The United Kingdom is raiding its former colony Zimbabwe for key public sector workers: nurses, doctors and teachers, according to Zimbabwe-based writer, Ashley Simango.
The writer who got an honourable mention at the 2021 Arrude Jesuit Center For Ethics in Society High School Essay Competition, says it is “cruel for the UK to “poach” Zimbabwe’s key health sector personnel.
In an article first published by Al Jazeera, Simango whose writings on diplomacy and economics appeared in Newsweek, Fast Company, The New Arab and The Africa Report said:
This is cruel. It appears unstoppable. Yet it also captures a vicious cycle in which foreign aid meant to help countries like Zimbabwe strengthen their education and health systems is undermined by migration of trained talent to those very same donor nations.
More than 4,000 nurses and doctors have left Zimbabwe since February 2021. The UK is by far the destination of choice: data from the British Home Office in 2022 reveals that Zimbabwe is now in the top five skilled worker visa recipient countries.
This is a big drain. According to the Zimbabwe Medical Association, the country has a paltry 3,500 doctors for a population of 15 million people. Access to nurses is poor, too — just 2.6 per 1,000 people as of 2017, reveals the World Bank. In a key 1,000-bed public hospital, managers told reporters that services were crippled when dozens of nurses and doctors left for the UK in 2021.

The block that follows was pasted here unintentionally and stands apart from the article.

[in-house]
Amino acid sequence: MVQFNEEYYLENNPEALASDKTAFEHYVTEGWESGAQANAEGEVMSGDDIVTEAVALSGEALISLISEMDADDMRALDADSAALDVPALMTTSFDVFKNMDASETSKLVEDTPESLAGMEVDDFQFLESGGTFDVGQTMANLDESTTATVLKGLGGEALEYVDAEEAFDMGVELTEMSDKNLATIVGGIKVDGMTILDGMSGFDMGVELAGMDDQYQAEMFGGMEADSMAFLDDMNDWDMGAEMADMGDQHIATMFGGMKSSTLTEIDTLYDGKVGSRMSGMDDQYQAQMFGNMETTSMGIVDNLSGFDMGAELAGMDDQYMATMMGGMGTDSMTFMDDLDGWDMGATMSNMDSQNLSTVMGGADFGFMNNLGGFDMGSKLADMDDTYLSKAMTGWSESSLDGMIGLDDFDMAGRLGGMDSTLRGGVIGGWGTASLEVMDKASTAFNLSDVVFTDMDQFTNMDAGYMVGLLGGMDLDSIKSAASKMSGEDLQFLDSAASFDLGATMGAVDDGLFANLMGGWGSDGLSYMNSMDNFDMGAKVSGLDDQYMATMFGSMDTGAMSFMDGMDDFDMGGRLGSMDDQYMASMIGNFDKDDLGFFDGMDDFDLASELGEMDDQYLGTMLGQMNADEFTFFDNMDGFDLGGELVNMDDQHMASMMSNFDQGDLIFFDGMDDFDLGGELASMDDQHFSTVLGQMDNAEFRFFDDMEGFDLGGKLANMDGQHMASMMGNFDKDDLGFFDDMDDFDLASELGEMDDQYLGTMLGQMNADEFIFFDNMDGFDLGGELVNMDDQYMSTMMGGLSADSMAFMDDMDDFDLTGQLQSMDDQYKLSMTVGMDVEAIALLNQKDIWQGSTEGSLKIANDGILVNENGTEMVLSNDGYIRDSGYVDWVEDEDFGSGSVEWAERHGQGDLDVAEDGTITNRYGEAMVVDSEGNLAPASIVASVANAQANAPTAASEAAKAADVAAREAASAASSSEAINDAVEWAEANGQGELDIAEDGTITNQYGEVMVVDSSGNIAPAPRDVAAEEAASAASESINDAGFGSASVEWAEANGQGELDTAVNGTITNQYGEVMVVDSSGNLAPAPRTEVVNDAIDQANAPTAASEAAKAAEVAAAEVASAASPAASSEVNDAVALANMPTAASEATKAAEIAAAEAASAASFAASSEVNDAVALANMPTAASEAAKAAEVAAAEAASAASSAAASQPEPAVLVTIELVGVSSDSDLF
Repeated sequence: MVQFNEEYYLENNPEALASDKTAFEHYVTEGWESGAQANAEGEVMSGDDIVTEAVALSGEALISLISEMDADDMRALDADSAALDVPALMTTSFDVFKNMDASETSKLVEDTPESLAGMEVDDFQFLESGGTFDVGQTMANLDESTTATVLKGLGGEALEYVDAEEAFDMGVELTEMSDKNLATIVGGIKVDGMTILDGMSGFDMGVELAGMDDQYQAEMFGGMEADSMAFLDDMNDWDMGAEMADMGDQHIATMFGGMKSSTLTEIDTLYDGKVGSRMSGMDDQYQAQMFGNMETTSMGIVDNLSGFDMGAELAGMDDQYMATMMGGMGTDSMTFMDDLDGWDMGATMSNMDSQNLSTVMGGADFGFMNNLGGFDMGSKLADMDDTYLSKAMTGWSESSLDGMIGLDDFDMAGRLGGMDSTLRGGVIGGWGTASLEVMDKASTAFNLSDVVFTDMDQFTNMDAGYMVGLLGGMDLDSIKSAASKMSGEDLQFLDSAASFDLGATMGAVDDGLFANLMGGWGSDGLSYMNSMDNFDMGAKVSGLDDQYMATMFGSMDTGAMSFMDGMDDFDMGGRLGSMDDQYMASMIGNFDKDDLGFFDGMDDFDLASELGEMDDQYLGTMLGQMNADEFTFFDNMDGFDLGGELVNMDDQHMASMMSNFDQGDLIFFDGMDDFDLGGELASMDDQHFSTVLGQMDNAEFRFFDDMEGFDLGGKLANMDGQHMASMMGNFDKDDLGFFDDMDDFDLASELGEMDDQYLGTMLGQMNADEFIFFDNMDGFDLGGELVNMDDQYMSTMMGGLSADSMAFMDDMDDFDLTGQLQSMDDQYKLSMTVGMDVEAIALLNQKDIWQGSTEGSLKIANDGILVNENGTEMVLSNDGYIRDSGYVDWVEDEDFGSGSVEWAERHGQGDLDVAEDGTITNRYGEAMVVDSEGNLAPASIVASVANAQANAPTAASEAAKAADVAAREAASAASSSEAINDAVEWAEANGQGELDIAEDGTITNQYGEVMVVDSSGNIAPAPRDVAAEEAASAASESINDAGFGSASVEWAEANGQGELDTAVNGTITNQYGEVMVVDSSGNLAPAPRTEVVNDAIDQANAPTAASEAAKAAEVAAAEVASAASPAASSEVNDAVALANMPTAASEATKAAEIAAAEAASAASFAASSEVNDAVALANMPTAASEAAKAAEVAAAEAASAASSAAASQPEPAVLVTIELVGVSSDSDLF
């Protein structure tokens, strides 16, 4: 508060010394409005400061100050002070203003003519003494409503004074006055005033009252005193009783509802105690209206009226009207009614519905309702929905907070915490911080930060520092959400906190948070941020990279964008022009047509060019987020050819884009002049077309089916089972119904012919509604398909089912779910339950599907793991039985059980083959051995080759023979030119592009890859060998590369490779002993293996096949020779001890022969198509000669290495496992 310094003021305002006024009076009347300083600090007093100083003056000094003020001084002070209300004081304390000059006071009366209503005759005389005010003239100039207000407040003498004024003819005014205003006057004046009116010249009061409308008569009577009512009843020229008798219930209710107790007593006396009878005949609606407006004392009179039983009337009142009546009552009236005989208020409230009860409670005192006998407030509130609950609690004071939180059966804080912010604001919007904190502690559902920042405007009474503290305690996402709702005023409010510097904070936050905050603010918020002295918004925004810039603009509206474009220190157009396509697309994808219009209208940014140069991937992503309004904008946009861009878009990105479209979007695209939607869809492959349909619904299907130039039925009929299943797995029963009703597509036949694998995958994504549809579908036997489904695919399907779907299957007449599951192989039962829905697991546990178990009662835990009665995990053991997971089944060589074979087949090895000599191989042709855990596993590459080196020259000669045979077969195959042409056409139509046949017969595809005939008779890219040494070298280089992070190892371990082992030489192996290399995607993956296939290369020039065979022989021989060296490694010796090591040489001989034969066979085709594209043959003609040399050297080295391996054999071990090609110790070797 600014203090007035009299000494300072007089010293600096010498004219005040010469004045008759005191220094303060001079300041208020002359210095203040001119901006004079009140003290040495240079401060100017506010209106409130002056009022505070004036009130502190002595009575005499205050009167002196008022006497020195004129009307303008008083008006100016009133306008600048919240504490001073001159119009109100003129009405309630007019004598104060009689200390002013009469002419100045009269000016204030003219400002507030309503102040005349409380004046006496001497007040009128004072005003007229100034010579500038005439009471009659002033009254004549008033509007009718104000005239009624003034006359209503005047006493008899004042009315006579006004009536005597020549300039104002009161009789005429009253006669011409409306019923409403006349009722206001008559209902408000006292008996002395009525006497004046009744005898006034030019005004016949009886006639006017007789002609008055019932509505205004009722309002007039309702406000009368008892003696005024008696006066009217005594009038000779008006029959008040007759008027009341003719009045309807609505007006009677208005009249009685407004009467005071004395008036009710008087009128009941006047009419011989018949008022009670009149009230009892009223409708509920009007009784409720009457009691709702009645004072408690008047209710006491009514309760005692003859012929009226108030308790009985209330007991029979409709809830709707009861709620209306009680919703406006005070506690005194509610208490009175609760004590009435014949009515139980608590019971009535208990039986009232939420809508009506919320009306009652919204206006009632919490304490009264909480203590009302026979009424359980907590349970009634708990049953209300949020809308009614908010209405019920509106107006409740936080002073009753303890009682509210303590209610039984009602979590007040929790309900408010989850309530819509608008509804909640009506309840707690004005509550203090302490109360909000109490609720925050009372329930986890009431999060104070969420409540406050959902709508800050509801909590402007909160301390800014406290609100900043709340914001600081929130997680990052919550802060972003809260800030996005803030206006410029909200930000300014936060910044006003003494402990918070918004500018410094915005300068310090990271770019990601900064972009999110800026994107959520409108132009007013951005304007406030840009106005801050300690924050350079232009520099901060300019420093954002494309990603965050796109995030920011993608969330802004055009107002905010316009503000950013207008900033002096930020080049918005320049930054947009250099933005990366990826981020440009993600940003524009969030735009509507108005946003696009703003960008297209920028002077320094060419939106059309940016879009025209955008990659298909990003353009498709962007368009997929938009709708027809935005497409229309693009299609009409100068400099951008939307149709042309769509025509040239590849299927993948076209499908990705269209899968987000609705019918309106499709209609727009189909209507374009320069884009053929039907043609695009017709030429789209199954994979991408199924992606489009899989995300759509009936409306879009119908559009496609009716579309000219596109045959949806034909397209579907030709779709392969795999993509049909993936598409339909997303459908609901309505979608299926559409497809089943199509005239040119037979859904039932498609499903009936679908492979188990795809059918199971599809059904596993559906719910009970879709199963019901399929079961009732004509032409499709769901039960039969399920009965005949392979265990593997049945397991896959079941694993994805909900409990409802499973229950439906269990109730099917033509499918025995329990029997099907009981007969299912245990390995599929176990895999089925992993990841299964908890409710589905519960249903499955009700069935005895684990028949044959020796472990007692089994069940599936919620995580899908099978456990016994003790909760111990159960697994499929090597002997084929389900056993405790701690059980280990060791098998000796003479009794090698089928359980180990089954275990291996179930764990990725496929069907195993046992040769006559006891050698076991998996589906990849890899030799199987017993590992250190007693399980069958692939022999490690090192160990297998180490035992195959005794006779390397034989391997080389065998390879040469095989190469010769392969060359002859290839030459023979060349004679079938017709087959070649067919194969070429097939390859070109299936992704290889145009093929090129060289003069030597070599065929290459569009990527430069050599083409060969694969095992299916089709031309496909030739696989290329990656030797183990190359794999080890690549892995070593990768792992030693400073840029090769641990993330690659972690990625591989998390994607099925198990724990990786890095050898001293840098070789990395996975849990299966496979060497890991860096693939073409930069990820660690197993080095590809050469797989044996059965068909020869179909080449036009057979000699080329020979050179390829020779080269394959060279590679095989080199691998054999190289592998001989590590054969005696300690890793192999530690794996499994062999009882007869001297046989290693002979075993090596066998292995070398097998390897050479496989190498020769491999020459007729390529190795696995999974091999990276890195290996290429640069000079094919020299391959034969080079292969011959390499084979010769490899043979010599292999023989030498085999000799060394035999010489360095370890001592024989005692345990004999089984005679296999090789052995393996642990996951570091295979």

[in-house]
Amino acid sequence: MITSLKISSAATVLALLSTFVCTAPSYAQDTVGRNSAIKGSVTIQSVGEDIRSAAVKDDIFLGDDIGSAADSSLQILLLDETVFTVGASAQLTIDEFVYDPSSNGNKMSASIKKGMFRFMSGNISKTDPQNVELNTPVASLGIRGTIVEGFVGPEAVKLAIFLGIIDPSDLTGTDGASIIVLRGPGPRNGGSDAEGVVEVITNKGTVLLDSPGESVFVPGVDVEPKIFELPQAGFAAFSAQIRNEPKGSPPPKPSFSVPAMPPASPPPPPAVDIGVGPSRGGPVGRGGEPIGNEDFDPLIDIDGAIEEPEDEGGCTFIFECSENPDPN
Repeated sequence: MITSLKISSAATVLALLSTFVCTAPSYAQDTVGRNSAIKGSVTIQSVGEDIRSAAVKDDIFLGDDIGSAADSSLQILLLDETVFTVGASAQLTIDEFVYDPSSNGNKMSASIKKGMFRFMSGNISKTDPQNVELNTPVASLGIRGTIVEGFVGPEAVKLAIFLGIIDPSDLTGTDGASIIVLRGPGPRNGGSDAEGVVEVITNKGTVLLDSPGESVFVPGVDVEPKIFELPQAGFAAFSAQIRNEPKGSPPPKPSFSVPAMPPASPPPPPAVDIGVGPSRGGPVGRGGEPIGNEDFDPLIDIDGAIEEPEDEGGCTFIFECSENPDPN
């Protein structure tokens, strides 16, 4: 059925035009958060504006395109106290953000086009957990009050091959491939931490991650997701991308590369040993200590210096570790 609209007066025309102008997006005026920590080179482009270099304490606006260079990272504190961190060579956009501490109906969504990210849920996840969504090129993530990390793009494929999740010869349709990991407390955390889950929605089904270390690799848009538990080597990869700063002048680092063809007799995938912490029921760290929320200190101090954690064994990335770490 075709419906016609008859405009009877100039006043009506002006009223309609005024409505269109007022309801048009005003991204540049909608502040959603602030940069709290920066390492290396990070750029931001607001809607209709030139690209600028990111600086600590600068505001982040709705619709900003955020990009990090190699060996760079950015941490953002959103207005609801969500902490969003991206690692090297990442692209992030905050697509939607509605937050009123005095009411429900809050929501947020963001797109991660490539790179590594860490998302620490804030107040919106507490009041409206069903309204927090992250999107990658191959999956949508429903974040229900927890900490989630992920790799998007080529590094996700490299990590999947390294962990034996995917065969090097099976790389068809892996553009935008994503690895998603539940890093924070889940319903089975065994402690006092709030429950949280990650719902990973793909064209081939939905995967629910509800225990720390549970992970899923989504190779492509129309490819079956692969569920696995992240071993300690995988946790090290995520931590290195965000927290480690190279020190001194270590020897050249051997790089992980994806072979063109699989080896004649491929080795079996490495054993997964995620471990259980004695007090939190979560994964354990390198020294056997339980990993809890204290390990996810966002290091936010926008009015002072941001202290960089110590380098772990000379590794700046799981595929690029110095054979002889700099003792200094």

Of course, the UK — like any other country — must look after its interests first. But the imbalance between a $3.2 trillion economy (the UK) and a $28bn economy (Zimbabwe) is such that the scramble for medical personnel isn’t a fair contest.
Simango added that despite the woes of the National Health Service (NHS), the UK still has 8.5 nurses per 1 000 people — more than three times the number in Zimbabwe. Added the writer:
And poaching talent from a country like Zimbabwe comes cheap. The UK spends £230,000 ($281,000) in training each doctor — much of which it saves when it imports trained and skilled medical professionals.
Simply put, at a time when healthcare workers are leaving the NHS in droves because of poor pay and conditions, the British government — instead of addressing their concerns — is plundering doctors and nurses from former colonies like Zimbabwe.
Her remarks come after the UK announced that from February 2023, Zimbabwe will join a select group of nations and territories whose educators will be eligible to get Qualified Teacher Status (QTS) which would allow them to work long-term as teachers in the UK.
Nigeria, Ghana and South Africa are the only other African nations on the list.
Teacher unions in Zimbabwe fear that many of the country’s 135 000 public school teachers might be tempted to take up posts in the UK.
For the last four decades, Zimbabwe has boasted one of Africa’s most impressive post-colonial educational outcomes with the World Economic Forum ranking it fourth-best on the continent in 2016.
Simango also puts the blame on the Zimbabwean government which she says is unable to pay doctors, nurses and teachers living wages, a factor pushing them to seek greener pastures.
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